Demilitarized Zone (DMZ)
In computer science, the term demilitarized zone (DMZ) is used to describe individual computers or smaller networks that form a kind of “neutral zone” between a company’s private network (intranet) and the public network (Internet). The use of DMZs prevents direct access to internal company servers by external users.
The term demilitarized zone is used in reference to the buffer zone between North and South Korea, which was established in the 1950s. A demilitarized zone in internal company networks is a sensible option to provide more security in addition to firewalls and other measures.
Demilitarized Zone (DMZ) as a sensible security measure
In smaller companies, a demilitarized zone (DMZ) is usually set up as a separate computer (host) through which all requests from users within the private network to external servers are realized. However, a DMZ is not able to forward requests into the private network.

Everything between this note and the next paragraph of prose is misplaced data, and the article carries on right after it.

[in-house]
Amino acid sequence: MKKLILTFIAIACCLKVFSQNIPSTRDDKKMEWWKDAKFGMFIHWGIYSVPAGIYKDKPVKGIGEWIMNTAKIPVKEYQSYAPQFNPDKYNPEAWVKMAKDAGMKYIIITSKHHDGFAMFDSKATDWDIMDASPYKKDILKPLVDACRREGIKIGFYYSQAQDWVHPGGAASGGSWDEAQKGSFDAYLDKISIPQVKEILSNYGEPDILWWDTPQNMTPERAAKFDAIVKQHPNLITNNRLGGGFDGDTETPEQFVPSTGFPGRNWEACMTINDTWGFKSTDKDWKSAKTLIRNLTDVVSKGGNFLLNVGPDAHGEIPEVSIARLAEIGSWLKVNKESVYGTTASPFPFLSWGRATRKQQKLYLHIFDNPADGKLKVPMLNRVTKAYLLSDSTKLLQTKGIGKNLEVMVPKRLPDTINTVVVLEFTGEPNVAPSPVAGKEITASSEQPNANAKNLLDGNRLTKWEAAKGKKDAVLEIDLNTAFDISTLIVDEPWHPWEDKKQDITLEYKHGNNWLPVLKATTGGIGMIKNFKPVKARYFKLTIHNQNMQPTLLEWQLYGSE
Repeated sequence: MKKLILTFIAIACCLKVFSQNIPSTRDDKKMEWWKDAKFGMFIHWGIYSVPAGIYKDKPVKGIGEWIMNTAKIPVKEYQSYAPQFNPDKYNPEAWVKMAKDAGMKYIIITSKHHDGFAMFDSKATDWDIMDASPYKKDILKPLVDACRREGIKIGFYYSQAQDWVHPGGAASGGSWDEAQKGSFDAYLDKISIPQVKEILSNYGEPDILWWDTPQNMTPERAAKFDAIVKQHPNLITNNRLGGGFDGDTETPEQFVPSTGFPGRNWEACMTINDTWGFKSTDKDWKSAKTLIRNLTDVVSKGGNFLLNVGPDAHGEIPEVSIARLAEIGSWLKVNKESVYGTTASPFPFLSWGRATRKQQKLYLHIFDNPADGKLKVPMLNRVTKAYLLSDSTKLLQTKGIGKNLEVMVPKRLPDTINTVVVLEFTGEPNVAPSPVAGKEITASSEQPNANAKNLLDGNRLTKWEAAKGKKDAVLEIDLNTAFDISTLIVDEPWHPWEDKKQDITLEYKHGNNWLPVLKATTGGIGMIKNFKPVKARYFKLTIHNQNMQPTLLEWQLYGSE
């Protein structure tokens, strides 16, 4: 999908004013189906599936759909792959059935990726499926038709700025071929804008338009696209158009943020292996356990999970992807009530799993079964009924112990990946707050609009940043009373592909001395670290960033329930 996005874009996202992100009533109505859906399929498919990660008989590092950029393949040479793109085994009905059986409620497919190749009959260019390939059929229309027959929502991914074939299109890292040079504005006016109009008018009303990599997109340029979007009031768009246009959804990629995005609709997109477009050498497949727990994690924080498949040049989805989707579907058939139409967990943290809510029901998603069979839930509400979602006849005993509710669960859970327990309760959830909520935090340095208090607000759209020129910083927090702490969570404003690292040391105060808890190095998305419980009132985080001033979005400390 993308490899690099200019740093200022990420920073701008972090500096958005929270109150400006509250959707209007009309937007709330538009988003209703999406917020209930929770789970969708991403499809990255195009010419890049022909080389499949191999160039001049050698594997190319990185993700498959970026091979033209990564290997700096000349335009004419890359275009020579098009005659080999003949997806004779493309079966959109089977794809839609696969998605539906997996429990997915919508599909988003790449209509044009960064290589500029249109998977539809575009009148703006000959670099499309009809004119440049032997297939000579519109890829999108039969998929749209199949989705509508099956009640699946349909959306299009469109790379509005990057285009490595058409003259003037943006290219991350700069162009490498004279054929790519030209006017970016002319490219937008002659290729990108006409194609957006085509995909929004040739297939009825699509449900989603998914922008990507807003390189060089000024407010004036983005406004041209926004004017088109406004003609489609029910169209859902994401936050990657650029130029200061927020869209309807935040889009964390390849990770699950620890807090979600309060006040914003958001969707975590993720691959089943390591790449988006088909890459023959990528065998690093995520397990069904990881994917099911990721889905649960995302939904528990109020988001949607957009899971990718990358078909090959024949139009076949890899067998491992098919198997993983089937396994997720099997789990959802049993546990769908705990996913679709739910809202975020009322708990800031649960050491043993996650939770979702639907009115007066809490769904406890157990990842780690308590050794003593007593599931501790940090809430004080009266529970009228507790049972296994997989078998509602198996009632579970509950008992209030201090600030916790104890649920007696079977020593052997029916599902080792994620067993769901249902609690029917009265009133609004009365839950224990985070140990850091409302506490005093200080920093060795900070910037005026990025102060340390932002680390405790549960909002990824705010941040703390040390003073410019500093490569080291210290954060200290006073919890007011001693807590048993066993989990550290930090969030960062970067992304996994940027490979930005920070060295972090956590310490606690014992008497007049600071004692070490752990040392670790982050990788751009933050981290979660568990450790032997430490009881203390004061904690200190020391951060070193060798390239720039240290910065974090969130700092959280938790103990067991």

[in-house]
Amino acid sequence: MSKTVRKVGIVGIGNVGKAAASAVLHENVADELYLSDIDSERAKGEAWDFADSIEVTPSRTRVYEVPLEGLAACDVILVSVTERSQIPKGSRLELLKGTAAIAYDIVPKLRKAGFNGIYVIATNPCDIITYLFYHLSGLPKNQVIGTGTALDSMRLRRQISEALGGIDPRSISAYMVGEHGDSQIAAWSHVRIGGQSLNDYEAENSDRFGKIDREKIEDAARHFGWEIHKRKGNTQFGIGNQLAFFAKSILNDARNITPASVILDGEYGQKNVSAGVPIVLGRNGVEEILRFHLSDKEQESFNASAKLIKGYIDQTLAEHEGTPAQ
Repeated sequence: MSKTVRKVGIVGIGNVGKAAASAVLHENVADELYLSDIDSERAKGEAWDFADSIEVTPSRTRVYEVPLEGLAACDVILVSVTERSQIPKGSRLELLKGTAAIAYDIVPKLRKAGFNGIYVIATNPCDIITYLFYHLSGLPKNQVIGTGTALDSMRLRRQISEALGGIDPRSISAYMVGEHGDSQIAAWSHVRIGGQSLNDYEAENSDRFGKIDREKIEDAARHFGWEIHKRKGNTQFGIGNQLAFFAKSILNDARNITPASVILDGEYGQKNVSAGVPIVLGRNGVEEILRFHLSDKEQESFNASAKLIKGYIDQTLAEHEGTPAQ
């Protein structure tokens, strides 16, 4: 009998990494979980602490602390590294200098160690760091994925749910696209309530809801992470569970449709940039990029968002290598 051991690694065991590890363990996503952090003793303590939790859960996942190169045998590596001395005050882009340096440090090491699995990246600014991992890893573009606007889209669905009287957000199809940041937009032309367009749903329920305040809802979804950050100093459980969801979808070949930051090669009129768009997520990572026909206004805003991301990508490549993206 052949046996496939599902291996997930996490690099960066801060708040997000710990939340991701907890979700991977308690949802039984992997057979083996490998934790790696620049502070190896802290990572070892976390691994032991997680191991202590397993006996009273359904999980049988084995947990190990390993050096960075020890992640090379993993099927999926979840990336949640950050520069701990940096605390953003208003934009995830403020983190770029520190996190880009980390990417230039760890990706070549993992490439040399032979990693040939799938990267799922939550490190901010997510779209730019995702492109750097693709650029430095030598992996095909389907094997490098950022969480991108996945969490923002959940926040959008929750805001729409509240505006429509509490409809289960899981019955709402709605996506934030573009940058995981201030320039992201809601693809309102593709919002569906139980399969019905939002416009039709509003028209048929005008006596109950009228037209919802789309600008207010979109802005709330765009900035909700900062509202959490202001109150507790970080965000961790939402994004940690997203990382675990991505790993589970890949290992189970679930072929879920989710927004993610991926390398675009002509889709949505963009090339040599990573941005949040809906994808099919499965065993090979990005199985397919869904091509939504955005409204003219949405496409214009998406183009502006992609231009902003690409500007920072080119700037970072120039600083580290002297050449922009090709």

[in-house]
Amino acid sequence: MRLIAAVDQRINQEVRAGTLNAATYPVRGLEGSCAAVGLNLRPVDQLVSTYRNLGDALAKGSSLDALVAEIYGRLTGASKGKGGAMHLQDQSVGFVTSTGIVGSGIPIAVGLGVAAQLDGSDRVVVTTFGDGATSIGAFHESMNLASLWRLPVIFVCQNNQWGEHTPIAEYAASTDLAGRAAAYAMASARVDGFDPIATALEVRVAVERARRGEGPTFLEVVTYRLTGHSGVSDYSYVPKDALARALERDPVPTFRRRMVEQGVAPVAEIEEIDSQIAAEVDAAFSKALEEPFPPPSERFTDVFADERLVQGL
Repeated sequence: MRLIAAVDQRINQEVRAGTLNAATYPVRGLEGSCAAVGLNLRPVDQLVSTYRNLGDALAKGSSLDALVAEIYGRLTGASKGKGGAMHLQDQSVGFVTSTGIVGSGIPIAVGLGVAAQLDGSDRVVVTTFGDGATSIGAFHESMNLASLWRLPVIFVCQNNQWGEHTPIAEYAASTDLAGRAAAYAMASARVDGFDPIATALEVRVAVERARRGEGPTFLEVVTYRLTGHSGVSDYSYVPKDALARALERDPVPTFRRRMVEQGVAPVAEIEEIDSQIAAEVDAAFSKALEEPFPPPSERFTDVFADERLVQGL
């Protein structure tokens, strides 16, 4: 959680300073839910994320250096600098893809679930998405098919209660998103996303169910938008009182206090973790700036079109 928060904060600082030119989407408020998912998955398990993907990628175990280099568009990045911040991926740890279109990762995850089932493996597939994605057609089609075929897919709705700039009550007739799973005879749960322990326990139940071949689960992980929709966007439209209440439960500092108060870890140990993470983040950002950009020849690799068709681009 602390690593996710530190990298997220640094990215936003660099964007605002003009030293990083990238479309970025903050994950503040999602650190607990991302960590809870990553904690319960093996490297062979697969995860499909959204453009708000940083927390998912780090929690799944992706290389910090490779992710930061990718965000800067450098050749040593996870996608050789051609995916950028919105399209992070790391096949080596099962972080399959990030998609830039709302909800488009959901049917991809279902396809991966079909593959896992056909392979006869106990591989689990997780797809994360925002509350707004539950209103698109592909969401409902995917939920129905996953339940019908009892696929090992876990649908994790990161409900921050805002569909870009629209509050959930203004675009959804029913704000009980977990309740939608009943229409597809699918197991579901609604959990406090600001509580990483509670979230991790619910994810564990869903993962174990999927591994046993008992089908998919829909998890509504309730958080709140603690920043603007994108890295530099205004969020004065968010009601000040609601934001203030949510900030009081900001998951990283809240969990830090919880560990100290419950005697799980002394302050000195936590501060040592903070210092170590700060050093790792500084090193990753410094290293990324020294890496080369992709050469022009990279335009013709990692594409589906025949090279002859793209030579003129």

Users from public networks can only access the demilitarized zone, so access to internal company data and resources in the private network is not possible. Thus, hacker attacks and other cybercriminal activities are already effectively prevented in the demilitarized zone (DMZ).
Advantages of a DMZ at a glance
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- monitors all outgoing network connections
- provides first class network security in combination with a firewall
- incoming network connections are not feasible
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